‘Plus 50’ Completion Strategy Aims To Help Baby Boomers Attain College Degrees and Certificates - Higher Education

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‘Plus 50’ Completion Strategy Aims To Help Baby Boomers Attain College Degrees and Certificates


by Lauren Porter

The Plus 50 Initiative, a project of the American Association of Community Colleges (AACC), is to benchmark and expand innovative programs at community colleges that will engage and encourage the plus 50 adult learner. Because of this, the AACC, in pursuit of the Plus 50 Completion Strategy,  has partnered with the Lumina Foundation to bring additional support to the project

 “When minds expand, options do, too. Learning is one of the best ways to stay and feel young, and community colleges are increasingly providing more support and services tailored to meet the needs of older students who want to come back to school,” said Dr. Walter Bumphus, president and CEO of the AACC, in a statement.  

The goal, under the direction of the AACC, is for adults to complete credentials and receive degrees that will help them get hired in the current workforce. President Barack Obama, along with other leading foundations, have identified community colleges as playing a pivotal role in producing a greater percentage of citizens with higher education.

Thirteen community colleges across the nation will help support the adults as they expand both their minds and options by providing a program aimed to help them attain degrees.

Some colleges, including Cape Cod Community College, hosted a “career changers” conference to highlight the changing “employment forecast” for the region. Some of the topics included “generational differences in the workplace” and “what it’s like to be an older student on a college campus,” said Rosemary Dillon, dean of health sciences.

With the initiative of the AACC and the Plus 50 Completion Strategy, hopes are high for plus 50 adults attaining quality employment with a degree. The Bureau of Labor Statistics predicts that people who have a postsecondary education credential will fill 30 percent of the nation’s fastest-growing occupations. The program is slated to produce more than 50 percent of students who have earned higher learning degrees by 2020.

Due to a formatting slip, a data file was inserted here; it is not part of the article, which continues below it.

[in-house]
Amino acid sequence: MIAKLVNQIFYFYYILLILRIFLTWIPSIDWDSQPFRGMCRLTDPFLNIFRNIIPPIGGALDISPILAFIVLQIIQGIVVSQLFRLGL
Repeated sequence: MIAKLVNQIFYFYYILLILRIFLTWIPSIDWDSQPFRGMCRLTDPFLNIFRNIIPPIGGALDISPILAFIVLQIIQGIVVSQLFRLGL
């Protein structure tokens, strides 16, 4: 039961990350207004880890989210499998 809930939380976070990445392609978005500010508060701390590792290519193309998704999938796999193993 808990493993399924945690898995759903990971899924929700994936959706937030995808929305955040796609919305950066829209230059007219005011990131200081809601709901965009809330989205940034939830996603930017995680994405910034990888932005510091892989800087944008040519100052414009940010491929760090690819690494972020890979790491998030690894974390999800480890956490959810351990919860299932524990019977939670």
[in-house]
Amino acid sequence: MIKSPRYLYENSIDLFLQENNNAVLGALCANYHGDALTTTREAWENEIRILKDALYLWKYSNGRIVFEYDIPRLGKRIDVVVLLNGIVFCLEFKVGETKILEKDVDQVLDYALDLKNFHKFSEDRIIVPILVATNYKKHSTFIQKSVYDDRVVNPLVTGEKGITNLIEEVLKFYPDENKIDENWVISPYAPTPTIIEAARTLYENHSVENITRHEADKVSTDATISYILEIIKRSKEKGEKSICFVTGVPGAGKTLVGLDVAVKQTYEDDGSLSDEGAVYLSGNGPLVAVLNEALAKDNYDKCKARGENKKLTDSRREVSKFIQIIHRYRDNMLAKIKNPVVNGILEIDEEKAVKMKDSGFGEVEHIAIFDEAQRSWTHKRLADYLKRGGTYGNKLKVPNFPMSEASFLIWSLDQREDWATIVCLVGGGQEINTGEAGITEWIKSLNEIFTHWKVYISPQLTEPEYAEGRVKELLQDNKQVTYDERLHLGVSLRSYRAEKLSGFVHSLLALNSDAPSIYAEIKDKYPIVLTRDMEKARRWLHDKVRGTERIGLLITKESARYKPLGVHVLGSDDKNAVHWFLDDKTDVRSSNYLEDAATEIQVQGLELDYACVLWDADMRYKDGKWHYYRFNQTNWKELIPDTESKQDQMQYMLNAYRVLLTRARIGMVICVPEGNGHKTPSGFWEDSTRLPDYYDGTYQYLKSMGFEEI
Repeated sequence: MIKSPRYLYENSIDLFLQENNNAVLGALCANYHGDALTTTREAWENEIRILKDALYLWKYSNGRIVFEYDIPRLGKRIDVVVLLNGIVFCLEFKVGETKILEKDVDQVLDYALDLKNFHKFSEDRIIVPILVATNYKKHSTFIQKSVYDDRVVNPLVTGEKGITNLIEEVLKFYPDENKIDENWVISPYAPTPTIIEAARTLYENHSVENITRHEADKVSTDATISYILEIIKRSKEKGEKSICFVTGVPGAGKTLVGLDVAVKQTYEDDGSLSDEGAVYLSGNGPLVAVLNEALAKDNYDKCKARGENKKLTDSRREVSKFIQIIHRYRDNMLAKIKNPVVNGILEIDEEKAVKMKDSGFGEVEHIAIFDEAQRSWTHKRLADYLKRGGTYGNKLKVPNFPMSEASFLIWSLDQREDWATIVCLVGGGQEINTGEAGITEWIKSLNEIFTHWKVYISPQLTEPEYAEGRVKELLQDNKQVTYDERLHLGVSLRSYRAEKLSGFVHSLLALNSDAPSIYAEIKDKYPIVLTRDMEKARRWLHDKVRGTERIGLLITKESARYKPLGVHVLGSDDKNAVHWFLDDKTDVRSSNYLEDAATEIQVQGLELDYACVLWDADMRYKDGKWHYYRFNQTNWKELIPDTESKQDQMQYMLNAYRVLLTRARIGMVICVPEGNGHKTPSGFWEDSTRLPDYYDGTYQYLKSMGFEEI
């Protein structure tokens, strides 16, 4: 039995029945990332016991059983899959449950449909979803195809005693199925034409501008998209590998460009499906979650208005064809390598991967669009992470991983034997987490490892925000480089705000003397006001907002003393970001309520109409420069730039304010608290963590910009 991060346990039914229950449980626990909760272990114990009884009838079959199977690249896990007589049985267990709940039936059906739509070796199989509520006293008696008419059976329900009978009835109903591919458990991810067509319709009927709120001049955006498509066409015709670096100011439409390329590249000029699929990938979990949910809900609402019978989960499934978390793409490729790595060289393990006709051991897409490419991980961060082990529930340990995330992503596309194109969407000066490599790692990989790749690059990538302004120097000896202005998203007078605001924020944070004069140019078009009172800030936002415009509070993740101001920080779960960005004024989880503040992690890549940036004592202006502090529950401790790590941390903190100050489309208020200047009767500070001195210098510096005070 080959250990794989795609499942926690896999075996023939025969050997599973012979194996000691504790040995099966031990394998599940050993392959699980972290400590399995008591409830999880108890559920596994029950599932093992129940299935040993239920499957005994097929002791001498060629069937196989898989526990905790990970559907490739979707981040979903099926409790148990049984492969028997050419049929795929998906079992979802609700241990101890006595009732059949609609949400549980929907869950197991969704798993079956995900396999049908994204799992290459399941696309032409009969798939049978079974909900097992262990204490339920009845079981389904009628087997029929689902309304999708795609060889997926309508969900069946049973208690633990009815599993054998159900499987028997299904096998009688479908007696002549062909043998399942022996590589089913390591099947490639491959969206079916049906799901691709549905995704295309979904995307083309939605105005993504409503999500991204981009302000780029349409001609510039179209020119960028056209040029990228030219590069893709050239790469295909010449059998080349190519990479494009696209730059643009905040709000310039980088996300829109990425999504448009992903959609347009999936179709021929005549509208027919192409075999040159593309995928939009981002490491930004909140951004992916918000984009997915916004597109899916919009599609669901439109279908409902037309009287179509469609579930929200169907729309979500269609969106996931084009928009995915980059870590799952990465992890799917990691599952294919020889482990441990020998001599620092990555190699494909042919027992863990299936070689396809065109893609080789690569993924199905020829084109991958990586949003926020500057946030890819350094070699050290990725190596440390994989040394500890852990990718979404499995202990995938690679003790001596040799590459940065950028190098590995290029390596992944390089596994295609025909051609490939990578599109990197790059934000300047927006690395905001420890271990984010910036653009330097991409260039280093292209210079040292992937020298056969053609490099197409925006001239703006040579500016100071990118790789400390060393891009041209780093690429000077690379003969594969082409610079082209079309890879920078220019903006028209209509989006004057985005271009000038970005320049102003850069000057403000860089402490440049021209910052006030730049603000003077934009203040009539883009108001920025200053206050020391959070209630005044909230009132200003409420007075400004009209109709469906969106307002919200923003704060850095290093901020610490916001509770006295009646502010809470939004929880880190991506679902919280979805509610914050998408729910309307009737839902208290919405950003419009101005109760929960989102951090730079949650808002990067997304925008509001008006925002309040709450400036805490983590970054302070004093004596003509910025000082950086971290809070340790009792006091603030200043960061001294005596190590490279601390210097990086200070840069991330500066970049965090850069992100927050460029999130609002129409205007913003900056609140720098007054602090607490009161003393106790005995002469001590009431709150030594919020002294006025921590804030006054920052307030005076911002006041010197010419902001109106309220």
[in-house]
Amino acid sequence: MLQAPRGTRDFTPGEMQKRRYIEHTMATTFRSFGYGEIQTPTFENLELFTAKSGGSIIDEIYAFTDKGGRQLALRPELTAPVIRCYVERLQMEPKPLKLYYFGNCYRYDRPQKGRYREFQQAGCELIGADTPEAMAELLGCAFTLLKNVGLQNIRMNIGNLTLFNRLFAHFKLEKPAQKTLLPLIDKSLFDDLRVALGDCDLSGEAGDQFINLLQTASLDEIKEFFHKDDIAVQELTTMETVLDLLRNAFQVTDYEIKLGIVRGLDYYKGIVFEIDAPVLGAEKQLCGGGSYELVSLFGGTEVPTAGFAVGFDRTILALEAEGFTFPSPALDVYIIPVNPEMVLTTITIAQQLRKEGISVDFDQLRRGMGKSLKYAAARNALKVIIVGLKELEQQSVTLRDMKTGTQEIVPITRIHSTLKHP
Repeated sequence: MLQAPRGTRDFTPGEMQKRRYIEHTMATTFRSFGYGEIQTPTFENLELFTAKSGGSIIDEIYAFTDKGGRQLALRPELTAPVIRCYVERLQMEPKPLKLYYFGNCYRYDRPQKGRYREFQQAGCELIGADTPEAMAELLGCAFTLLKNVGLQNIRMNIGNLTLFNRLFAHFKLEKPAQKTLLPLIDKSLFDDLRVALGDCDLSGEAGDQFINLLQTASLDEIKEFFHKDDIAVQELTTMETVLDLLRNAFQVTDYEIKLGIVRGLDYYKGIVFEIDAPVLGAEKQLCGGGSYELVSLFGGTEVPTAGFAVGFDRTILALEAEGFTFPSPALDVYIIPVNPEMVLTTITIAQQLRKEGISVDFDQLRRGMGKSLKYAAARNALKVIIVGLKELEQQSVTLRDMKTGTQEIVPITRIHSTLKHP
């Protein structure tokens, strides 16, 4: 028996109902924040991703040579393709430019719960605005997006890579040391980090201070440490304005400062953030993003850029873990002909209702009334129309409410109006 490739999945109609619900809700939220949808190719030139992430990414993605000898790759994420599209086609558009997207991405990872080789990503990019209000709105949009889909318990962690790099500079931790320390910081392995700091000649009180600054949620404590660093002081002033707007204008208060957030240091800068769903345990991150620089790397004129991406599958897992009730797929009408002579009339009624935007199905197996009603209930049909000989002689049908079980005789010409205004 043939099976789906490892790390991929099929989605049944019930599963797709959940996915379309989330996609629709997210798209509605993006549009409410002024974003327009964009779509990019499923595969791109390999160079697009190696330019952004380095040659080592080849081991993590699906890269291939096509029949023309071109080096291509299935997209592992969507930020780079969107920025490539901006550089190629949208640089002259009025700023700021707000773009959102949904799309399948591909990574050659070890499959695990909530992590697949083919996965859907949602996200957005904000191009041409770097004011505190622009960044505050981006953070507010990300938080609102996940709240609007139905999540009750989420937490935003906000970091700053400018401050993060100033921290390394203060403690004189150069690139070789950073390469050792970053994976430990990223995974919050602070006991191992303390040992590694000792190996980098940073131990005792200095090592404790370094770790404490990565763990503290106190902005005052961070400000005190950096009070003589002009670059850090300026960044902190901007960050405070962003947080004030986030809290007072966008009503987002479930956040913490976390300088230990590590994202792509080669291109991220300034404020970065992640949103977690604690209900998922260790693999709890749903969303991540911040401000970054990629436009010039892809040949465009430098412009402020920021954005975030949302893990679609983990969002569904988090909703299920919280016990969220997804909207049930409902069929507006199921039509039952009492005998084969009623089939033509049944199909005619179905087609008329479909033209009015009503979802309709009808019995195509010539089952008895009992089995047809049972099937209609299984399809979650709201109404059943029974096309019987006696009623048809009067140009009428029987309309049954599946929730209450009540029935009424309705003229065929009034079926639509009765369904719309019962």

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“Coming back to college can help you upgrade your skills and make you more competitive in the job market,” Bumphus said.

The colleges participating in the education effort of the Baby Boomers include Clover Part Technical College (Lakewood, Wash.); Joliet Junior College (Joliet, Ill.); Luzerne County Community College (Nanticoke, Pa.); Richland College, part of the Dallas County Community College District (Texas); Santa Fe College (Gainesville, Fla.); St. Louis Community College (St. Louis); Wake Technical Community College (Raleigh, N.C.); and Western Dakota Technical Institute (Rapid City, S.D.). Five mentor colleges that are in line to receive grants are Cape Cod Community College (West Barnstable, Mass.); College of Central Florida (Ocala, Fla.); Century College (White Bear Lake, Minn.); Clark College (Vancouver, Wash.); and Community Colleges of Spokane (Wash.).

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